Saturday morning in September, Plant 2’s hangar doors were opened and three aircraft were rolled out onto the ramp. The first out was a Lockheed Super G Constellation that flew for Trans Canada Air Lines. A year and three days earlier, it had arrived from the east coast on truck trailers. Now fully assembled, it will be displayed in the Museum of Flights Air Park next to Air Force One. Next to roll out was the Museum of Flight’s B-17. During production of B-17s, 6,981 of these aircraft would roll out of Plant 2’s doors. At the height of production, 16 B-17s a day were being produced. The last aircraft to pass through Plant 2’s doors was fittingly a B-29.

B-52 production at Plant 2. You can see the folded-over vertical fin on the plane in the foreground. Boeing would employ this technique on a number of aircraft designs including the 707 and 747. (Boeing photo via Bob Bogash)

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The Future Under an agreement with the state and federal governments and Indian tribes, Boeing will tear down the nearly empty factory to restore more than a half-mile of the Duwamish creating nearly f ve acres of wetlands. Other areas will be turned into parks. Demolition should begin this fall, Boeing spokeswoman Kathleen Spicer said. Editor’s Note: See Bob Bogash’s excellent website (www.rbogash.com) for additional photos and history of The prototype B-737 sits on the ramp in front of Plant 2. After a 30 year career with Plant 2 and the last planes to occupy NASA, this aircraft was retired back to its birthplace. The plane is now part of the Seattle this historic building. Museum of Flight’s collection. (Boeing photo via Bob Bogash)
The last three aircraft to leave Plant 2. In order of their roll-out, Lockheed Super Constellation, CF-TGE; Boeing B-17E, 42-29782; and Boeing B-29, 44-69729. All are part of the Seattle Museum of Flight collection. (Photos copyright Robert Bogash)

AAHS FLIGHTLINE No. 173, Fourth Quarter 2010



2010 National Championship Air Races & Air Show
By Chuck Stewart

T-6 Class round the No. 2 pylon during one of the heat races. (All photos by the author, except as noted)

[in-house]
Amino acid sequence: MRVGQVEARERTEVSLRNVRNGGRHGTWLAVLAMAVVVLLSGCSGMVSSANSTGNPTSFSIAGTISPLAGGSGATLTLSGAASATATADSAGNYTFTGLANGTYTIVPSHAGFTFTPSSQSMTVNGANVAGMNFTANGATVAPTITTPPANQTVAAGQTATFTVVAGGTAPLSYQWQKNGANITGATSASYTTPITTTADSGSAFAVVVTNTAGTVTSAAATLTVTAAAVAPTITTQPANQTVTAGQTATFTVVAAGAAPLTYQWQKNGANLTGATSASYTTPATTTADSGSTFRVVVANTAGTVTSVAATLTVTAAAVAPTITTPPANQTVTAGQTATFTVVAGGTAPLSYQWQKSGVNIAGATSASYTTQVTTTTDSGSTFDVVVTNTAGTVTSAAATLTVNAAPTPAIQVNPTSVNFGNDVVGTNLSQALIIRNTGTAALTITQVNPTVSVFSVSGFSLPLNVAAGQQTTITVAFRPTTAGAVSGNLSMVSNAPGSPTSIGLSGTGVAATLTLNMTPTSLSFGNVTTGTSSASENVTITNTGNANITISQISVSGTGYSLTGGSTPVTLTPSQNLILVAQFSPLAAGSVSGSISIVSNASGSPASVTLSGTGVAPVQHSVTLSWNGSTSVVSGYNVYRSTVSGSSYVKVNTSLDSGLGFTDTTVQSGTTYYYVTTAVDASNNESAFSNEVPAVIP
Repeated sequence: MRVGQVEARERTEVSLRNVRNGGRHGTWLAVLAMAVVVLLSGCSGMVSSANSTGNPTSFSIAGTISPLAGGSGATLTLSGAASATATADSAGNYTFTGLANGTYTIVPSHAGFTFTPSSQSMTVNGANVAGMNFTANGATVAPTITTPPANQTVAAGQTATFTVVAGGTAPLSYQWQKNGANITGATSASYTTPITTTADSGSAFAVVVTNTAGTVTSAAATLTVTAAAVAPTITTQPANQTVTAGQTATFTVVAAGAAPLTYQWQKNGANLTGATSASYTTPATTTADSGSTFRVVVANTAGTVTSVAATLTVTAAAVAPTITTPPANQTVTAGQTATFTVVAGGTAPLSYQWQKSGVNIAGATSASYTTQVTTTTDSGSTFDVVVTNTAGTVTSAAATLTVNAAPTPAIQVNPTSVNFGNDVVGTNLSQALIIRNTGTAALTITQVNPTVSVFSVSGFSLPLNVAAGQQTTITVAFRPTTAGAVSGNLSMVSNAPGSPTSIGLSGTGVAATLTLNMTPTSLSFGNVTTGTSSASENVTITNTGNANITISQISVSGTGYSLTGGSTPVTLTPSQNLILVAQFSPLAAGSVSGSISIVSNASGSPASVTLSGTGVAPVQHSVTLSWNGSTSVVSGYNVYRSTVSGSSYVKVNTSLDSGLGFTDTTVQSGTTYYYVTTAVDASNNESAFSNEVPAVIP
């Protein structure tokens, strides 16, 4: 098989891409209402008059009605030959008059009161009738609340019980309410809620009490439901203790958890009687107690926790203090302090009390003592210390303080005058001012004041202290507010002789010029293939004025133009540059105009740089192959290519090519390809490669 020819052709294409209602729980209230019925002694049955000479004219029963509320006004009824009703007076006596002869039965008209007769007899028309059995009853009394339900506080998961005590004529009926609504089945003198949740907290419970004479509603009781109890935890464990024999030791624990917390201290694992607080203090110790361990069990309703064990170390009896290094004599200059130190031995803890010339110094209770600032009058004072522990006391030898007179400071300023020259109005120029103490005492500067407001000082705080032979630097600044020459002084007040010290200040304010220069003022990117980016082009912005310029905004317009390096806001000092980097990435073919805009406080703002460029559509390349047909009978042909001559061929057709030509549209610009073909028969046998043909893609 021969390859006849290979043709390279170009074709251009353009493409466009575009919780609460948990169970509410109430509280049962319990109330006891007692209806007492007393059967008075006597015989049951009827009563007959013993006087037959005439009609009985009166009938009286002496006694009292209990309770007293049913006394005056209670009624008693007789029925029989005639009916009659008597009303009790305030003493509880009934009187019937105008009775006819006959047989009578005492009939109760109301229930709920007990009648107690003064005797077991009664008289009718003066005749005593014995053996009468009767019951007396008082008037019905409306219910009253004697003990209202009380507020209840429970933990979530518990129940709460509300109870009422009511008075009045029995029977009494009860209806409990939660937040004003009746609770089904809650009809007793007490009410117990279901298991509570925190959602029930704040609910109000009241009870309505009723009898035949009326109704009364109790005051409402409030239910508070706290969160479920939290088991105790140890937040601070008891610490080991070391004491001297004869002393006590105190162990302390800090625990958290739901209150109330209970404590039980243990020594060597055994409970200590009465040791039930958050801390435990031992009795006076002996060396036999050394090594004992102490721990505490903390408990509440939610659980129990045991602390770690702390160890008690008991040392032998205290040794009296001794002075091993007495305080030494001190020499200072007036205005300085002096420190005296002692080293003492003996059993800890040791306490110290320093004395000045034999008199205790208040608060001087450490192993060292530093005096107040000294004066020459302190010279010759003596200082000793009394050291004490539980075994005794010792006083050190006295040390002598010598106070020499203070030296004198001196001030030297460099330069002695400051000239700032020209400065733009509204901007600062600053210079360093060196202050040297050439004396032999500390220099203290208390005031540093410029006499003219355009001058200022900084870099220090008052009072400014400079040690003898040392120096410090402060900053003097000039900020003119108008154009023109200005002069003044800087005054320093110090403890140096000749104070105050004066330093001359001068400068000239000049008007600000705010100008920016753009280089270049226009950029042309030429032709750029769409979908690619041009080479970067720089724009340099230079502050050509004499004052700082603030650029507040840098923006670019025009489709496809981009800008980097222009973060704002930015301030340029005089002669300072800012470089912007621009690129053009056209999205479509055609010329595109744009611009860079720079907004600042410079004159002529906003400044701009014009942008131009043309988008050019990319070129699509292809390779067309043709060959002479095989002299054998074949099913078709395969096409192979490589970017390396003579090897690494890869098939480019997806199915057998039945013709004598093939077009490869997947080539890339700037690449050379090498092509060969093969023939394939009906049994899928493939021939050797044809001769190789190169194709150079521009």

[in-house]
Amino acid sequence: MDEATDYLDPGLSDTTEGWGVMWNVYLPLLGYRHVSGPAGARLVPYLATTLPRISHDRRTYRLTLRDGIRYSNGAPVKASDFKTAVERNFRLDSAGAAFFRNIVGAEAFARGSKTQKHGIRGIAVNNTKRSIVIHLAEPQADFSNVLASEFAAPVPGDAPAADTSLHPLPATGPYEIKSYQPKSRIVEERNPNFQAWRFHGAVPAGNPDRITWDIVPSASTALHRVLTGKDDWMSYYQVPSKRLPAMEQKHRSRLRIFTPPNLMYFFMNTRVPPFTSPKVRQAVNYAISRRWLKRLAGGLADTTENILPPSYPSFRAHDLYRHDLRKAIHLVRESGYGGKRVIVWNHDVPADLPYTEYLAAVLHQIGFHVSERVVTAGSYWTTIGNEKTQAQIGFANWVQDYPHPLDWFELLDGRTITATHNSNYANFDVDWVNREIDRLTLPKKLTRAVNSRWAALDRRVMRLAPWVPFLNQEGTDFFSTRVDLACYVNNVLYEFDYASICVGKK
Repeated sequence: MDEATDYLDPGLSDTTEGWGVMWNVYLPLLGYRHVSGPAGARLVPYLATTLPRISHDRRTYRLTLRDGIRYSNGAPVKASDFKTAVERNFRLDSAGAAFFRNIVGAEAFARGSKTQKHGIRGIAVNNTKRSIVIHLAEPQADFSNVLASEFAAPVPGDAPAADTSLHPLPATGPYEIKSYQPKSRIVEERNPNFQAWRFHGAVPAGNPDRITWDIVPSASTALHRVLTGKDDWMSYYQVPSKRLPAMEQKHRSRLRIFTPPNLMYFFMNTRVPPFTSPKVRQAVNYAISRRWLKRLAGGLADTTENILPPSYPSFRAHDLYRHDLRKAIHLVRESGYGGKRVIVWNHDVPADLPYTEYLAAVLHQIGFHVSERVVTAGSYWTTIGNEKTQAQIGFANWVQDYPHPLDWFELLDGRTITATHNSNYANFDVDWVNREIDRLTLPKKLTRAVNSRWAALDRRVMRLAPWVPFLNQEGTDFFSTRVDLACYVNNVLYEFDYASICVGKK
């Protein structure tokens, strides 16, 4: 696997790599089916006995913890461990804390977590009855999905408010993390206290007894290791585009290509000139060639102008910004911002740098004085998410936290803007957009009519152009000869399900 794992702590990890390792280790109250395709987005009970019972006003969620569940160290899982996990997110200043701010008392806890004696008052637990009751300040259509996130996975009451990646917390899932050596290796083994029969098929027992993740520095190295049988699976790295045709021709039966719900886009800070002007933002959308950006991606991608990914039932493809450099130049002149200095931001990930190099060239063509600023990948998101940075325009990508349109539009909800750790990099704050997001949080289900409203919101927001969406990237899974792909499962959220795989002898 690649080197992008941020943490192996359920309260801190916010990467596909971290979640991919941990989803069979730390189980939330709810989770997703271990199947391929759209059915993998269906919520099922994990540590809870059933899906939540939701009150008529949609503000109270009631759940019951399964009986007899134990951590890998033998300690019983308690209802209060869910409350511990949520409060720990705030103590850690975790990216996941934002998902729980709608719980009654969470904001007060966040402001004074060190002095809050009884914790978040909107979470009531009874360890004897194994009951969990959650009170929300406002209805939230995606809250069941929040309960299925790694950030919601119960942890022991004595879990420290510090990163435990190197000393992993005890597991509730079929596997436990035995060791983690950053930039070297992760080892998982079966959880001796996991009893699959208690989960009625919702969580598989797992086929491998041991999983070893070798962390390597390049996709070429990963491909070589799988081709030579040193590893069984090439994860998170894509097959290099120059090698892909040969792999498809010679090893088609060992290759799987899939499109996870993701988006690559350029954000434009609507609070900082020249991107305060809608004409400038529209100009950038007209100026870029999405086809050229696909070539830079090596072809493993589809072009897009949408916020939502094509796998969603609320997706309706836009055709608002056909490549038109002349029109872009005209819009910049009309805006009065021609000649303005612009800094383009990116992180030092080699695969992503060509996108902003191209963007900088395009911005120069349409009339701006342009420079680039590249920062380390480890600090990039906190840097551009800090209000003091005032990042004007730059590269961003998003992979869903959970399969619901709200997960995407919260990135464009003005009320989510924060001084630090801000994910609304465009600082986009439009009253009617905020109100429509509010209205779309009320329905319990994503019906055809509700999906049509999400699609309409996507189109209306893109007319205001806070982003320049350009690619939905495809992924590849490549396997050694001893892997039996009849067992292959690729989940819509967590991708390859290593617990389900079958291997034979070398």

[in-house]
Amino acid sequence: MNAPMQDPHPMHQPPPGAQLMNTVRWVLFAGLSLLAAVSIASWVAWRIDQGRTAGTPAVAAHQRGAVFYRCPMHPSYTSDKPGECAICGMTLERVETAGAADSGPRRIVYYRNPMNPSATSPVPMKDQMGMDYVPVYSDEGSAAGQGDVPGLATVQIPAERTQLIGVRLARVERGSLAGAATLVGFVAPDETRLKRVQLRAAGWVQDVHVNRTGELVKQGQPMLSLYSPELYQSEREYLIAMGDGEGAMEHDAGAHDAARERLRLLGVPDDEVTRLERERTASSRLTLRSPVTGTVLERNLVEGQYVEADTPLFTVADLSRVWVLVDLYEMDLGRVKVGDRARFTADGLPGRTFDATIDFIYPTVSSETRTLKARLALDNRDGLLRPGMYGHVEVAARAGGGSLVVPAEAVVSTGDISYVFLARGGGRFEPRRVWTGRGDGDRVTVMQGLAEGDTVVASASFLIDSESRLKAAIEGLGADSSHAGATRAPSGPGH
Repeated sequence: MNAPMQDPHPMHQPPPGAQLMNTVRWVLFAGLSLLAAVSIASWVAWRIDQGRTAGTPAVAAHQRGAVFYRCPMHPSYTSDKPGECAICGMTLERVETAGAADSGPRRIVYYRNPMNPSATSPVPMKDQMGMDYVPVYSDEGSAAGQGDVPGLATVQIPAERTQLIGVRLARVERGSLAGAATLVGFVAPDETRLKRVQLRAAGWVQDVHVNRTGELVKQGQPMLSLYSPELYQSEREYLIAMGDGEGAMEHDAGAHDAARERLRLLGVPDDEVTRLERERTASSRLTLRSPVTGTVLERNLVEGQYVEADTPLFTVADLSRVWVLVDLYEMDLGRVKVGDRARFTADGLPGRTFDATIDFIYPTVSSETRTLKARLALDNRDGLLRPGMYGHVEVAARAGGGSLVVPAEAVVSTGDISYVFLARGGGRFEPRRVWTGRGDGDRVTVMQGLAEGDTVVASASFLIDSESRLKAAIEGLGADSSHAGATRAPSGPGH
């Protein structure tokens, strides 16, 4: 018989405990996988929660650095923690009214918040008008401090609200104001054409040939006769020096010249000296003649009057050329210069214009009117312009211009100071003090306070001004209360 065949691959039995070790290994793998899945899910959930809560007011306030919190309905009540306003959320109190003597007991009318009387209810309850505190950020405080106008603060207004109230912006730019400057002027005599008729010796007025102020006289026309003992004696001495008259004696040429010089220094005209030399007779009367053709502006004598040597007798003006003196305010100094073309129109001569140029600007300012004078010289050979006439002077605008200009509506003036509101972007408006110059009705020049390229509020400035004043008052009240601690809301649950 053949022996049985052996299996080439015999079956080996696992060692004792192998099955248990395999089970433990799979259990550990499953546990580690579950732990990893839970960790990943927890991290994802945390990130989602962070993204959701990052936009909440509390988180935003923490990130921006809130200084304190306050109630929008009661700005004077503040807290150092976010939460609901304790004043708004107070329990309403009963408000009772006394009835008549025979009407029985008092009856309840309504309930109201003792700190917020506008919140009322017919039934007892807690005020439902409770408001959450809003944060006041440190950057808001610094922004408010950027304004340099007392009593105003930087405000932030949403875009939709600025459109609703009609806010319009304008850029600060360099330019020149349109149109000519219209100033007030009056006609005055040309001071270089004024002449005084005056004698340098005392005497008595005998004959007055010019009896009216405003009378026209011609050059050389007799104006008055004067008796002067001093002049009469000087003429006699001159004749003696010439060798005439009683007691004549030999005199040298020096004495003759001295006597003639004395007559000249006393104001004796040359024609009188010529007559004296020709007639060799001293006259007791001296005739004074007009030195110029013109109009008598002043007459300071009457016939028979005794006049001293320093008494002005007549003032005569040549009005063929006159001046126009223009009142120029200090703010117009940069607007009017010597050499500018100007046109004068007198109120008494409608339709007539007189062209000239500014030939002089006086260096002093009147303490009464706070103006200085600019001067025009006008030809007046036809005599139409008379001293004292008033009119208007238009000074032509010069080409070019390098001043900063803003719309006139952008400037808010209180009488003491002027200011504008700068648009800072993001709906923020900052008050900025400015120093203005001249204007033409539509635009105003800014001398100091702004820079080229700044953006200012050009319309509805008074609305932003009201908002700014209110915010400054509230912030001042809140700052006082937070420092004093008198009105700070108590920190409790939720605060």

The 47th National Championship Air Races and Air Show were held at Reno, Nev ., September 15-19. In conjunction with the air races, the 12th annual National Aviation Heritage Invitational was held at the same location. Approximately 150 pilots showed up to compete for a purse totaling almost one million dollars. Qualifying this year saw the continued trend of new records being established in four of the seven race classes. New speed records were set in the T-6, Jet, Biplane and Sport Classes. One new speed record was set during actual racing in the Jet Class that saw the race speed jump almost 5 mph over the previous record. This year ’s f nal race day (the Gold races on Sunday) found the weather blustery with wind gusts approaching 35 mph by the time of the T-6 race. Due to wind conditions and concerns about pilot safety, the T-6 race was canceled and the event organizers then waited almost an hour and a half before

reaching a decision to cancel the Unlimited Gold race. This was the f rst time in the 47-year history of the air races that a race was canceled due to weather. Race rules dictate that in the event of a race cancellation, the order off nish is determined by the position of qualifying. In the case of the Unlimiteds, this resulted in Steve Hinton, Jr . taking a second consecutive win with his mount Strega notching up its ninth over-all win. One of the reasons for not postponing the Unlimited race until Monday was in recognition of the logistic problems in putting on the races. The unsung heroes of the event are the roughly 2,500 volunteers that help put the event on – most of whom would not be available on the following day. Thanks to all of them for an outstanding effort and a great racing event. National Aviation Heritage Awards The National Aviation Heritage Invitational is a joint ef fort under the partnership of Rolls-Royce North America, the